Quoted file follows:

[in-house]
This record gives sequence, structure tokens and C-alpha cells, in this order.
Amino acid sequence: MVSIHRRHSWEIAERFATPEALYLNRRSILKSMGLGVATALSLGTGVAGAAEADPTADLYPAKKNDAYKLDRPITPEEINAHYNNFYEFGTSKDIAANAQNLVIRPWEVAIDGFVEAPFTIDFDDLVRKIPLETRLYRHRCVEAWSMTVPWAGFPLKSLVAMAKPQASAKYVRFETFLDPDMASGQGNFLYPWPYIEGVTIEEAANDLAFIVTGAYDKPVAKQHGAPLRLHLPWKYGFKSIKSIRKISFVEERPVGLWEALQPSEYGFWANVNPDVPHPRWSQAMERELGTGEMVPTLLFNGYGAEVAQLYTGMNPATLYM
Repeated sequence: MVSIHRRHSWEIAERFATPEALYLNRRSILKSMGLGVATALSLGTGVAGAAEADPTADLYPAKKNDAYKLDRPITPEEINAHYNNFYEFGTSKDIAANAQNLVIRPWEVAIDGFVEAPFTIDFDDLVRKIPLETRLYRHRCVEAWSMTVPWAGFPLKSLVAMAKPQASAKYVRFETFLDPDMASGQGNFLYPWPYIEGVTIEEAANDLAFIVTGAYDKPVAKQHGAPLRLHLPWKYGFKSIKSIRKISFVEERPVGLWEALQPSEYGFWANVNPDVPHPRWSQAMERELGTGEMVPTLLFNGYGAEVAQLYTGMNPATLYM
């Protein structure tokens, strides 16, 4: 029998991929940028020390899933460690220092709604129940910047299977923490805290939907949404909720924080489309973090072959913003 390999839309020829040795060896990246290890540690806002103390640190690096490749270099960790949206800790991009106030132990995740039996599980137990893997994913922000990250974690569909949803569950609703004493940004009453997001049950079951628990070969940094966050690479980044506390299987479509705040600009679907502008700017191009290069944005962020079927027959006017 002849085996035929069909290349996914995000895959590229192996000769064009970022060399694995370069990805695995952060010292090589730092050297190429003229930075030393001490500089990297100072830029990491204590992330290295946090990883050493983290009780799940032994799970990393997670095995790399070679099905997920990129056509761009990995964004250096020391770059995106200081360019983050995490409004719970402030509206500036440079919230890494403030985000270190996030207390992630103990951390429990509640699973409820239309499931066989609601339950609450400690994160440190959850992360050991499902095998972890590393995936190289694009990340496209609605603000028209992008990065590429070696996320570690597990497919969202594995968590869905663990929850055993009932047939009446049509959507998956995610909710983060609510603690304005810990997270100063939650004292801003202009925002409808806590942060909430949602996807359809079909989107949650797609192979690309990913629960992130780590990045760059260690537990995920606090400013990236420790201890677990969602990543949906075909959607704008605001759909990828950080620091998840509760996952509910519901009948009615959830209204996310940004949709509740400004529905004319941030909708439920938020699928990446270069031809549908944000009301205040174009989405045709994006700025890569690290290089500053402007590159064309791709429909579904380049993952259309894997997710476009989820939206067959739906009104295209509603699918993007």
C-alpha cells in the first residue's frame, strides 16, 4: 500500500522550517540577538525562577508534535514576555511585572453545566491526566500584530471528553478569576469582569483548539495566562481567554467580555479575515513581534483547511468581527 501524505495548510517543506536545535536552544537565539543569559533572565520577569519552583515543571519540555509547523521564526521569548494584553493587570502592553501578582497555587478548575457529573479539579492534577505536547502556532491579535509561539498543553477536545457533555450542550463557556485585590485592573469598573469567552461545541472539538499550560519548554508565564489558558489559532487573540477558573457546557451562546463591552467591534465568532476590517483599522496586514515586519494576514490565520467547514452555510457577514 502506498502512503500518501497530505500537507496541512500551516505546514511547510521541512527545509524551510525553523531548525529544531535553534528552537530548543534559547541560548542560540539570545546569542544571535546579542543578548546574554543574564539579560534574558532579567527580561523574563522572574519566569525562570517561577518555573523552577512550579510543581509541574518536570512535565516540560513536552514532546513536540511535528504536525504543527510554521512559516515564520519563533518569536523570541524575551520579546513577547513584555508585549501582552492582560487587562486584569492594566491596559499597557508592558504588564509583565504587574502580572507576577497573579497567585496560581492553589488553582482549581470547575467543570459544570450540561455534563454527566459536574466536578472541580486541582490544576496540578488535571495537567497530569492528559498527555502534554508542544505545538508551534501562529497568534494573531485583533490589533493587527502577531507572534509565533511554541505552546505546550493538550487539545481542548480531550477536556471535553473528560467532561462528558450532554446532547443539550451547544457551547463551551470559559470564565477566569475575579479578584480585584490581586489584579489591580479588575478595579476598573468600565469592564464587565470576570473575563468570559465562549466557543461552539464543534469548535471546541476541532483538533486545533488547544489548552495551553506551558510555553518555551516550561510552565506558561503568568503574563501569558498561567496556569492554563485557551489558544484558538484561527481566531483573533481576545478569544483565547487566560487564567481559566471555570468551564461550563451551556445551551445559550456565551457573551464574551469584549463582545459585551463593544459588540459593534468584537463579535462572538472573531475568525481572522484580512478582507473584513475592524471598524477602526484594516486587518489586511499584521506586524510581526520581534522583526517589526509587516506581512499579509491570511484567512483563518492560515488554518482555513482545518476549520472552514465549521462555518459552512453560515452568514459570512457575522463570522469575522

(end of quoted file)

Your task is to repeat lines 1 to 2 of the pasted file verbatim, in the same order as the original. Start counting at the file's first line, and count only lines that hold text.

[in-house]
This record gives sequence, structure tokens and C-alpha cells, in this order.